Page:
The Physical Stuff
Lets get the awkward physical stuff out of the way first. After my daughter’s birth, I no longer recognized how my body looked or felt. My vagina was sore from tearing and stitches. My nipples were cracked and bleeding from breastfeeding struggles. I had hemorrhoids, a yeast infection, and a UTI. Birthing a 9lb baby left me feeling like I had been hit by a train a few times! I was in pain everywhere. The pain I experienced during birth felt so minute in comparison to the continuous torture that ensued afterwards. Most of which I’ll attribute to breastfeeding, but that experience is worthy of its own blog post entirely.
Those Crazy Hormones
A woman’s hormones go crazy after childbirth. Everything is out of whack. As a result, my emotions were in high gear. It was just like being emotionally sensitive while PMSing, but way more intense. I cried at everything! My baby dropped a significant amount of weight after birth and I cried hysterically, because I literally thought she was dying. I pumped the last of my colostrum and my husband had to give it to her in a bottle, and I cried hysterically, because I felt like a failure and betrayed by my body for not being able to feed my baby. I cried hysterically, because I couldn’t cherish these fleeting moments due to the agonizing pain of everything. I cried endlessly. So much so that my husband thought I should seek out a counselor. I said I was fine, because feeling Baby Blues was supposed to be a part of the postpartum experience.
I felt guilty, because I didn’t love my baby immediately. Society tells us we’re supposed to fall madly in love with our baby the moment you set eyes on it. I didn’t feel this overwhelming, intense love for my baby until she was almost a month old. I’ve heard from some moms it can take even longer. I think my entire system was already in shock and there was no more room for this feeling. My initial feelings toward my baby were fiercely protective. I would lay down my life for this baby to live. The love didn’t come until I could actually enjoy her presence after the fog began to lift.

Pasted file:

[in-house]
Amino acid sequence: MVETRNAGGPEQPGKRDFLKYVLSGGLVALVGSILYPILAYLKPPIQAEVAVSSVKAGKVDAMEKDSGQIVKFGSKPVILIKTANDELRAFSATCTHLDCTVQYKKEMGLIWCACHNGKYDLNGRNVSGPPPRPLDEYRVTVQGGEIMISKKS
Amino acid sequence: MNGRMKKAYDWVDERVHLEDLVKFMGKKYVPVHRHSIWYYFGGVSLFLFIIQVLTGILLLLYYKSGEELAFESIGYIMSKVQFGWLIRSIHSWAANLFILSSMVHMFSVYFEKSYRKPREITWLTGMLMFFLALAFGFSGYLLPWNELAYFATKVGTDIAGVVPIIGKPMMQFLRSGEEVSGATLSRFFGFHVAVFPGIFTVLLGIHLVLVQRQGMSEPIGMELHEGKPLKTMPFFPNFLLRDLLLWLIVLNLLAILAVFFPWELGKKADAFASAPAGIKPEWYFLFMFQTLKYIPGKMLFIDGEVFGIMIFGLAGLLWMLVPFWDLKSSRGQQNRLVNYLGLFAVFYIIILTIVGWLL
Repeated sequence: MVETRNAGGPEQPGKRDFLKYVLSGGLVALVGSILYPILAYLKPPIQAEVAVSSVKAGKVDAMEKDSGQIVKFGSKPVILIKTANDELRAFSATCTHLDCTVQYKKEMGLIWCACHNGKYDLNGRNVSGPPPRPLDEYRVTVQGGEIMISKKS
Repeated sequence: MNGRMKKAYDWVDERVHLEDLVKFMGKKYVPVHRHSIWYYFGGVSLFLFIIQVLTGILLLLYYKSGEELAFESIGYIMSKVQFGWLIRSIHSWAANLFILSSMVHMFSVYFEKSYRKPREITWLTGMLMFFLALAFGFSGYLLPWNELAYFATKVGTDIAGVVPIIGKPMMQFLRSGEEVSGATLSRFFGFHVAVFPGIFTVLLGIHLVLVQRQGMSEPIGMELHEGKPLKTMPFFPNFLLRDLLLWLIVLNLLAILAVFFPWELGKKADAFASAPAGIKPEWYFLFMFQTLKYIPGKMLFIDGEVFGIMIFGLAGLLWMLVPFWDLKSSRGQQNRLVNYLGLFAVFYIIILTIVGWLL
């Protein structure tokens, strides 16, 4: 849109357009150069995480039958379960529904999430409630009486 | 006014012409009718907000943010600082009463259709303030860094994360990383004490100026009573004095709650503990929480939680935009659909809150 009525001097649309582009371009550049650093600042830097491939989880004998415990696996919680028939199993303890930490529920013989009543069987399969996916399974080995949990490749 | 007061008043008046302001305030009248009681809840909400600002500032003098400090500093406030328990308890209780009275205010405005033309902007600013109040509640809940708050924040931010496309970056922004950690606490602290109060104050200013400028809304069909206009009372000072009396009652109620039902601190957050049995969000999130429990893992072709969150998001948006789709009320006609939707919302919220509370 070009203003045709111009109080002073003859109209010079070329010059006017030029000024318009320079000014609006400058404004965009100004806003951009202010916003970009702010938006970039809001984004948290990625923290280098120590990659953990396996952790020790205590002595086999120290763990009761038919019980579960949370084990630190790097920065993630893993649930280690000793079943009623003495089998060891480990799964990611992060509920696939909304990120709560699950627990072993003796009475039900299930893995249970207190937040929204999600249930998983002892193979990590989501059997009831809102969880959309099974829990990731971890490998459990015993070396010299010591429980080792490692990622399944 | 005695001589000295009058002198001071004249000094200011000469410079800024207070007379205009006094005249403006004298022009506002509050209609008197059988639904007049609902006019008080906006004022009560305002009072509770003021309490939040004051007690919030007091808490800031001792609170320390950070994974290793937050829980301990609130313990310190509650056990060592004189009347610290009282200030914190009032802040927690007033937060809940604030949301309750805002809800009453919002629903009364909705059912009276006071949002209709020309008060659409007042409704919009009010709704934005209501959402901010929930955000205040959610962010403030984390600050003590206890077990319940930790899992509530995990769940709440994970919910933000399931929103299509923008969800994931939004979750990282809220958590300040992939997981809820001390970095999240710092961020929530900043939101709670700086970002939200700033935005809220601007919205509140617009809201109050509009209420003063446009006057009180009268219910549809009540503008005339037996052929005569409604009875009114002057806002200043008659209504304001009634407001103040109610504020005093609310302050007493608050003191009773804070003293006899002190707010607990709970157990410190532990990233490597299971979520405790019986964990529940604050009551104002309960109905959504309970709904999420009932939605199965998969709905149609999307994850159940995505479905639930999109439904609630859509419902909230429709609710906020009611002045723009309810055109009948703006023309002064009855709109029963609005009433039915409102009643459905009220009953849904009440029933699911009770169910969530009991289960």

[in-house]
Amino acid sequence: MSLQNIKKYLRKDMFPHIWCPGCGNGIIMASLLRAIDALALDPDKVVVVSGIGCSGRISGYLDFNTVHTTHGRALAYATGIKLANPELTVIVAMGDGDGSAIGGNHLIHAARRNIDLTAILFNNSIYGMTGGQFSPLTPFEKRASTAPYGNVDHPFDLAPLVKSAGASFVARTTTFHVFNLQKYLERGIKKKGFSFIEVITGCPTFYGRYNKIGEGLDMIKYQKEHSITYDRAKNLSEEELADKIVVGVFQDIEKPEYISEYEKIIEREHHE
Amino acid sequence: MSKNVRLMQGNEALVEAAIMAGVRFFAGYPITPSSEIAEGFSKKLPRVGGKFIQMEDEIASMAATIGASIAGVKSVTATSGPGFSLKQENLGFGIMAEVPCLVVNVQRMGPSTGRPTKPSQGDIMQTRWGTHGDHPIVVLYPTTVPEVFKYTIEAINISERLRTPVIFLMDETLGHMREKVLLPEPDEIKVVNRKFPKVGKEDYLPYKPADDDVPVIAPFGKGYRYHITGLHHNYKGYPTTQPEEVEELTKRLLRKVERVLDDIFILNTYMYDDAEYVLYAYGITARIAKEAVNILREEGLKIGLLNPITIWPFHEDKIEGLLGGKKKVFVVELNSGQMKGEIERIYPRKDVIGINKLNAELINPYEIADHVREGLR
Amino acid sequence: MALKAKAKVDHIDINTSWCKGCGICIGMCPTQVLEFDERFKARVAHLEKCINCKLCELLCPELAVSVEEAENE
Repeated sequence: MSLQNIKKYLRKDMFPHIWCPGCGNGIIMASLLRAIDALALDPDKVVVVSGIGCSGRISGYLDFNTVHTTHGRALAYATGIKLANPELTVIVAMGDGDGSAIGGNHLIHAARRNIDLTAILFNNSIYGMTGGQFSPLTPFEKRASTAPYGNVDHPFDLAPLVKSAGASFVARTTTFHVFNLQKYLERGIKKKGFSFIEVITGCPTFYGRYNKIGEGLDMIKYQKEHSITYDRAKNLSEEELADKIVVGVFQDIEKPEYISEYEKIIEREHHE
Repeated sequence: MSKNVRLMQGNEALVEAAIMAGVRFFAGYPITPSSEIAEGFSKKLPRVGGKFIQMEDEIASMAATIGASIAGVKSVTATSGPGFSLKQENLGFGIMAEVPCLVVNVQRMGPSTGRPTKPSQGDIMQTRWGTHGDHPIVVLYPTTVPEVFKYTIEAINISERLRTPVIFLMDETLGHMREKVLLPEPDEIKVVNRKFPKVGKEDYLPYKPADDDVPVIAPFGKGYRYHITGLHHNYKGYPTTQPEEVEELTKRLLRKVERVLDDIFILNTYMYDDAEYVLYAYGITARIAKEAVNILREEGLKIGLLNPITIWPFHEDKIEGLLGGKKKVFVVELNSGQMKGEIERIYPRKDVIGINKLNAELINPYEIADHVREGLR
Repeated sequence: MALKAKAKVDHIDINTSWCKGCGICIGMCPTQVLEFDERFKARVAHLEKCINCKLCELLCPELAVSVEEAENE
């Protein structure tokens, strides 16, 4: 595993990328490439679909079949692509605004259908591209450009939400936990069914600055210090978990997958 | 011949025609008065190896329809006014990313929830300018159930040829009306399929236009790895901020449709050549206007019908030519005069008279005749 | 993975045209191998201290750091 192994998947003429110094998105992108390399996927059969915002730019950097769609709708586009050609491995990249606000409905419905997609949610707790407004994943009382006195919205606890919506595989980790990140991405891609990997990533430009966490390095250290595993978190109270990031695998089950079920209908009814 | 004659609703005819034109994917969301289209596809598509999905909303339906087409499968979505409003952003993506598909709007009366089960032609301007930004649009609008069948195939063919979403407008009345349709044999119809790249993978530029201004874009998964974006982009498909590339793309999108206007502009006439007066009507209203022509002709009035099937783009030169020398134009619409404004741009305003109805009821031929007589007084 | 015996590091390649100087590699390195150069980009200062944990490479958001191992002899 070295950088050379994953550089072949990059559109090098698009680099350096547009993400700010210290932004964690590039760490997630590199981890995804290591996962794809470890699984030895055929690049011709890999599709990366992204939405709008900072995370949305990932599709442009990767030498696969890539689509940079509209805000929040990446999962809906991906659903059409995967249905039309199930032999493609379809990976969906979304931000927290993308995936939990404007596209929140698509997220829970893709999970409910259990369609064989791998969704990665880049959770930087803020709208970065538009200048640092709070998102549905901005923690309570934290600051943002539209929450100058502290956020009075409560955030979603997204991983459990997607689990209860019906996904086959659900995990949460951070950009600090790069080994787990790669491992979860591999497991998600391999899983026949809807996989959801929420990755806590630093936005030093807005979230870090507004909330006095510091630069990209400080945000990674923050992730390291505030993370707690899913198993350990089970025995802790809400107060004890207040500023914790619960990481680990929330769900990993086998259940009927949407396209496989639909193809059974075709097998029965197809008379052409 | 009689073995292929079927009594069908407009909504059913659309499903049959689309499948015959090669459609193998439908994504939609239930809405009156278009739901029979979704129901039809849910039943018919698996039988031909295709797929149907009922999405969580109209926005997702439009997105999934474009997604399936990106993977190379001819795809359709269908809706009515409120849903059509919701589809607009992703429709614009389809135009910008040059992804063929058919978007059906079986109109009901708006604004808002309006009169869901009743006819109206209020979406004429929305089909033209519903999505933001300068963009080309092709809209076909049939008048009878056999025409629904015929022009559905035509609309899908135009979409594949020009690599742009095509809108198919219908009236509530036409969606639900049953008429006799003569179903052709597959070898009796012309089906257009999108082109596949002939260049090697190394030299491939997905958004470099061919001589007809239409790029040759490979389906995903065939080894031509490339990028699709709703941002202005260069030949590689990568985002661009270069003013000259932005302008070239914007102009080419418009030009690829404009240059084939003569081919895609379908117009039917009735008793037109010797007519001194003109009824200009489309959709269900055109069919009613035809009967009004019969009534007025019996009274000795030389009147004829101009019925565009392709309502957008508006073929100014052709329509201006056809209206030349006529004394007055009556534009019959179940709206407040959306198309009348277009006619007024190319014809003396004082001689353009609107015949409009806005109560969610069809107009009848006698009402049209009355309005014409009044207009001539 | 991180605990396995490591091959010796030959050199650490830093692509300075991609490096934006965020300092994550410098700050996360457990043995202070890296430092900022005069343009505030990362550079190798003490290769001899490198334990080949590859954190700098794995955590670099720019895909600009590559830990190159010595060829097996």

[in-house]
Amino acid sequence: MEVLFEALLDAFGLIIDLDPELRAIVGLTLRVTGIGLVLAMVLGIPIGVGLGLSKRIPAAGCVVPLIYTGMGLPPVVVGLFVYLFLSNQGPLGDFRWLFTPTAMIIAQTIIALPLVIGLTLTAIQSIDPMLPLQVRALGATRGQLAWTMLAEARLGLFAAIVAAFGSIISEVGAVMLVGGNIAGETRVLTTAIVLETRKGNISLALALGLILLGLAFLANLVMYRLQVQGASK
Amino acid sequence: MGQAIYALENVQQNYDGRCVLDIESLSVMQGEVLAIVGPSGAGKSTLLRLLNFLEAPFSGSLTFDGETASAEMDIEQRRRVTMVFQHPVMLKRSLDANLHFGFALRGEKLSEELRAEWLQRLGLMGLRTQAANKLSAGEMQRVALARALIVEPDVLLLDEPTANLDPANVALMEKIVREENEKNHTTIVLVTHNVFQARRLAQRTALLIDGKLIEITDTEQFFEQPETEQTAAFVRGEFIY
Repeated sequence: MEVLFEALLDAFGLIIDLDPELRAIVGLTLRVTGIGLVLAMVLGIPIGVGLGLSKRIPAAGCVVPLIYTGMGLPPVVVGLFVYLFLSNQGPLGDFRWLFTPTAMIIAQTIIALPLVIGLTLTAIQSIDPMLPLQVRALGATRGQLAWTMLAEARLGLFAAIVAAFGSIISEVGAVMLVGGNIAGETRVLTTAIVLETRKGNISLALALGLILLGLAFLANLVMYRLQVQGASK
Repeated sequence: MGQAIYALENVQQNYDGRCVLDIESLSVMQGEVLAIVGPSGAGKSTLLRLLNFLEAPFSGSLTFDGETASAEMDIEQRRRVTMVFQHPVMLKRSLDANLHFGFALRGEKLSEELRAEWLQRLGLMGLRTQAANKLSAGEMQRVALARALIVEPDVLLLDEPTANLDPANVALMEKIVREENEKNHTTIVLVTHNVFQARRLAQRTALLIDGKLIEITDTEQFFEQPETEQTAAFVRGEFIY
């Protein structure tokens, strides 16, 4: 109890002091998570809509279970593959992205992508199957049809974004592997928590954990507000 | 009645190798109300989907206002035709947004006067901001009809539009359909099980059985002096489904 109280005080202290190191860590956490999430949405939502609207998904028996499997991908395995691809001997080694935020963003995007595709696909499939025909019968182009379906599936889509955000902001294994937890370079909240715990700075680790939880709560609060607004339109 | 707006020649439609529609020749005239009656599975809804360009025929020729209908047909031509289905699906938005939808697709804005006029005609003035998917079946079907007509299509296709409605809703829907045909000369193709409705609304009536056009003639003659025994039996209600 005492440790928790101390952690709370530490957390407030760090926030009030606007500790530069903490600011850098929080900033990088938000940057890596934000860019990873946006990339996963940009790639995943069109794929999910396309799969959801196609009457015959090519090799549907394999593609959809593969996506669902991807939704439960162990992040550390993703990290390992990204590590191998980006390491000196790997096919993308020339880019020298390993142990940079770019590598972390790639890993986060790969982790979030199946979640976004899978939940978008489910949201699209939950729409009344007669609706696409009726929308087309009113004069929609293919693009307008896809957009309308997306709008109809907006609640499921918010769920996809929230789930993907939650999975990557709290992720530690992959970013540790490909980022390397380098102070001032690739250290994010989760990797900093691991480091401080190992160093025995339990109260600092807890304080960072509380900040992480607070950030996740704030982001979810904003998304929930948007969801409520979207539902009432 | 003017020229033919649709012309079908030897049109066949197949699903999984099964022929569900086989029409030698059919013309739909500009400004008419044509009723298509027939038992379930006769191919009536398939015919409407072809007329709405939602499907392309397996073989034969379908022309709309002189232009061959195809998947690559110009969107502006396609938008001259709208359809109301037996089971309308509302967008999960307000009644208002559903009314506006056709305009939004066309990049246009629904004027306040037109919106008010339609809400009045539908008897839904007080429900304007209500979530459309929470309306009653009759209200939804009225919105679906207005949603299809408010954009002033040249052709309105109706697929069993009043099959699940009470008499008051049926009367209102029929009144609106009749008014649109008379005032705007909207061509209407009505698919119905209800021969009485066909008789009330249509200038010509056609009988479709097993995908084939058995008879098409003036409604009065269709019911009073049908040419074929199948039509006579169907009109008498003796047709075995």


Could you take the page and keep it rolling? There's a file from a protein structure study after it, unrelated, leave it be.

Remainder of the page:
I felt so alone in everything I was going through. Of course there was a flood of people to greet the baby and make sure I was fed the first few days for which I am eternally thankful! But once they left and my husband returned to work, I was entirely alone. I stopped eating anything but the dinner he would cook me. I couldn’t move from the couch all day due to my baby’s exhausting nursing schedule. She would nurse for an hour every two hours like clockwork. I was covered in sweat, milk, spit up, blood, and tears, and I’d go days without showering.